I was a bit wary of buying a symphonic metal album. Though my musical roots are in metal and I enjoy symphonic music in rock, I was concerned that it would sound too much like stereotypical power metal with its grandiose musical productions backed by an orchestra. An initial sample listen to something by Symphony X only seemed to confirm my suspicions. However, after picking up a few progressive metal bands like Dark Suns, Disillusion, and Suspyre, I became interested in getting some more prog metal into my collection and I saw that this album has received high ratings on both Prog Archives and Metal Music Archives (granted many of the reviewers are the same people).
It was actually surprisingly difficult to get this CD. On Amazon Japan it was only available as an expensive import and even though it was on Amazon.com for under $12, it took almost four months for the item to become available. The wait was well worth it, though.
From the opening track, my ears were pricked up as symphonic sounds mingled with metal for a very dramatic introduction. The first real song, "Evolution (The Grand Design)" has a fantastic riff and canters along with an abrupt halt after the solos and an instantaneous return to that great riff. Musically, much of the album explores various metal moods, some near thrash, some mellower and even gentle. Were it just for the guitar, bass and drums, it would be a pretty decent metal album.
But it's the keyboards and the symphonic approach that enrich the soundscope of this album. There's synthesizer and piano often steeped in classical vibes and even borrowing from well-known classical compositions as if to authenticate the symphonic conjecture in the band's name. The actual symphony parts come in mostly during the few "segues" between the longer songs, though sometimes I can't quite be certain whether the instrumentation is an actual orchestra or if some instruments aren't just a very good-sounding synthesizer. No matter, these boys aren't just trying to fake being cultured and sophisticated. They made the musical adaptions themselves.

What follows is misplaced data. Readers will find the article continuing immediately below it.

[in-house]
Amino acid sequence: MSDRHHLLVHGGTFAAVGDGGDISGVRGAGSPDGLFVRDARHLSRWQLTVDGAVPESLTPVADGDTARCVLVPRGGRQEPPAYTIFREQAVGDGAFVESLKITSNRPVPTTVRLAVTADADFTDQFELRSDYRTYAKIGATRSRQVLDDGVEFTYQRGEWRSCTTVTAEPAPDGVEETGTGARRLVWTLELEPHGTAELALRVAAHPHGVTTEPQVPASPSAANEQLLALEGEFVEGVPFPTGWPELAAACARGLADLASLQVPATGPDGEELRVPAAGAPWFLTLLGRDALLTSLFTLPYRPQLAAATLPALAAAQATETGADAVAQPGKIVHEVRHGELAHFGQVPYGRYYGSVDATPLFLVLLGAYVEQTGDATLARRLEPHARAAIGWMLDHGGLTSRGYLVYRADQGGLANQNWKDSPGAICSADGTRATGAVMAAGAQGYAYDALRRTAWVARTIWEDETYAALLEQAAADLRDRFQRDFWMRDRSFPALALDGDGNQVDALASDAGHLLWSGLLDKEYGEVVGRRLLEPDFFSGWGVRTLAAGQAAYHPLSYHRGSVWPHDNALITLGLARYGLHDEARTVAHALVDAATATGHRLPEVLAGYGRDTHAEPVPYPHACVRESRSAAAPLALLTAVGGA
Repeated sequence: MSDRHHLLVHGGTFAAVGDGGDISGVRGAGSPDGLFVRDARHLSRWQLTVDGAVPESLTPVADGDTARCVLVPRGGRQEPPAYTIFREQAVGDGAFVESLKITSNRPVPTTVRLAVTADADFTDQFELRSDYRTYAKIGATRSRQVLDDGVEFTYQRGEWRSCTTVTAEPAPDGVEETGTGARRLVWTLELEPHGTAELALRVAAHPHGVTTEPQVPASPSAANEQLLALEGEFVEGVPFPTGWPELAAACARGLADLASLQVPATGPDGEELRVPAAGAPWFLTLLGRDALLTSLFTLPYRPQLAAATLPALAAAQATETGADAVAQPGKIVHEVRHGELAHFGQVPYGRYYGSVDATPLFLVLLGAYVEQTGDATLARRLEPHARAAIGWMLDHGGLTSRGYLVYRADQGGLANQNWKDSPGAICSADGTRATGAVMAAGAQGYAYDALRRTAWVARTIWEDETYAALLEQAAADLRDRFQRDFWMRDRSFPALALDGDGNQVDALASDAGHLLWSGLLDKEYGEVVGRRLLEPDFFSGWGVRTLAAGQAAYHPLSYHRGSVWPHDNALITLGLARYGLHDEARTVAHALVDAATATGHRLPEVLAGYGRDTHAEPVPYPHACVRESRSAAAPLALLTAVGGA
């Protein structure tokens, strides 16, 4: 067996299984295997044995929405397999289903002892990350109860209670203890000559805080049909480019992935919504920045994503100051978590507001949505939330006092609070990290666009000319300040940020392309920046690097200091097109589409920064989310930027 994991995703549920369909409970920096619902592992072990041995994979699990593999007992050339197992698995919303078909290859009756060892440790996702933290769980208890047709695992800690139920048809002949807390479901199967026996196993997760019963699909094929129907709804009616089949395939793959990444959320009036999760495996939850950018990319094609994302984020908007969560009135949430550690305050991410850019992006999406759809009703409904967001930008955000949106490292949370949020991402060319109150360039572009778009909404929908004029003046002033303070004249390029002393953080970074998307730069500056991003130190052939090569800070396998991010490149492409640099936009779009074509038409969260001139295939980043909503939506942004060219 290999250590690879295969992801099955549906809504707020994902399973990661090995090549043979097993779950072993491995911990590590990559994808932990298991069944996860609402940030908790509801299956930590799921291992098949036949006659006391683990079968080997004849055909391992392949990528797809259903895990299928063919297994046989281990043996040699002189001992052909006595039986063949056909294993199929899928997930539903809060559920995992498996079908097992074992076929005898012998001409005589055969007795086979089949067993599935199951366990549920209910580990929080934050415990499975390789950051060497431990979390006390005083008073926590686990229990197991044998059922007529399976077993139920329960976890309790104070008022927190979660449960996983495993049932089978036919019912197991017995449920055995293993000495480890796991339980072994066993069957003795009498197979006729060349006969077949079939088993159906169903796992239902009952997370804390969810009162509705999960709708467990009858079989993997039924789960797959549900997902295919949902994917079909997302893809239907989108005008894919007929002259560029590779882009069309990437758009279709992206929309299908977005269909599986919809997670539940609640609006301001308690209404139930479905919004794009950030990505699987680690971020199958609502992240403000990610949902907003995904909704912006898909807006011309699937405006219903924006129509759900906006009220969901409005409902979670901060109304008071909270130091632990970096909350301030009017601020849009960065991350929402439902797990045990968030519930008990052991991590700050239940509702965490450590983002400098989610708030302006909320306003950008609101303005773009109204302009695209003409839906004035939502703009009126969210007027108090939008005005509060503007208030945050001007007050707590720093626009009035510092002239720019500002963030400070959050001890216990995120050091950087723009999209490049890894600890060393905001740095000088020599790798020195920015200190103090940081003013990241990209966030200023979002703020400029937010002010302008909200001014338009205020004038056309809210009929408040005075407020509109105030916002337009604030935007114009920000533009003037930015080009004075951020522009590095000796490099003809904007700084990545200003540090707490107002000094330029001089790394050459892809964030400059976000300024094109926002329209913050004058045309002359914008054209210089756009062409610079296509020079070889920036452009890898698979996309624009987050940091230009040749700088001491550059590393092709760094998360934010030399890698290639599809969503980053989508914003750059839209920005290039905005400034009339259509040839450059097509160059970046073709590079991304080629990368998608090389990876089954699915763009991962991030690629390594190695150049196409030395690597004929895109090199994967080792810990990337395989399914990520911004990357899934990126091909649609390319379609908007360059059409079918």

Vocalist Russel Allen sounds like your average decent metal vocalist with clean vocals that can sport a rough edge a la Fates Warning, but he can also go a bit Dio at times. I also find myself thinking of Joe Lynn Turner at certain moments, perhaps when the songs sound a little Y. Malmsteen-ish.
The first half of the album really had me interested with a plethora of sounds and approaches. The longer tracks 5,6 and 8 offer up some captivating music and the segue "On the Breath of Poseidon" sounds fit for a concert hall. There's some wonderful rapid bass playing in a couple of songs too which I love, especially when it's contrasted with a mid-tempo beat and some atmospheric keyboards and guitars, like on "Egypt". But after a while I felt that the road had been paved and there was nothing new to come. The band had pulled everything out of the hat during the first 8 tracks and were now rehashing established themes. Yet before the last few songs had finished, there were still some pleasant surprises to crop up. Yes, the road had been paved but some new twists on the established themes were to occur and I felt the album had enough "favourite moments" to last through to the end.
Among the several albums I received around the same time, this was one I really felt like listening to a third and fourth time before I had properly listened to some of the others. That's a good sign. In the end, I have to conclude that as a progressive metal album it is really well worth listening to. Symphony X have done a splendid job here and I think I will listen to it again on my way home tonight.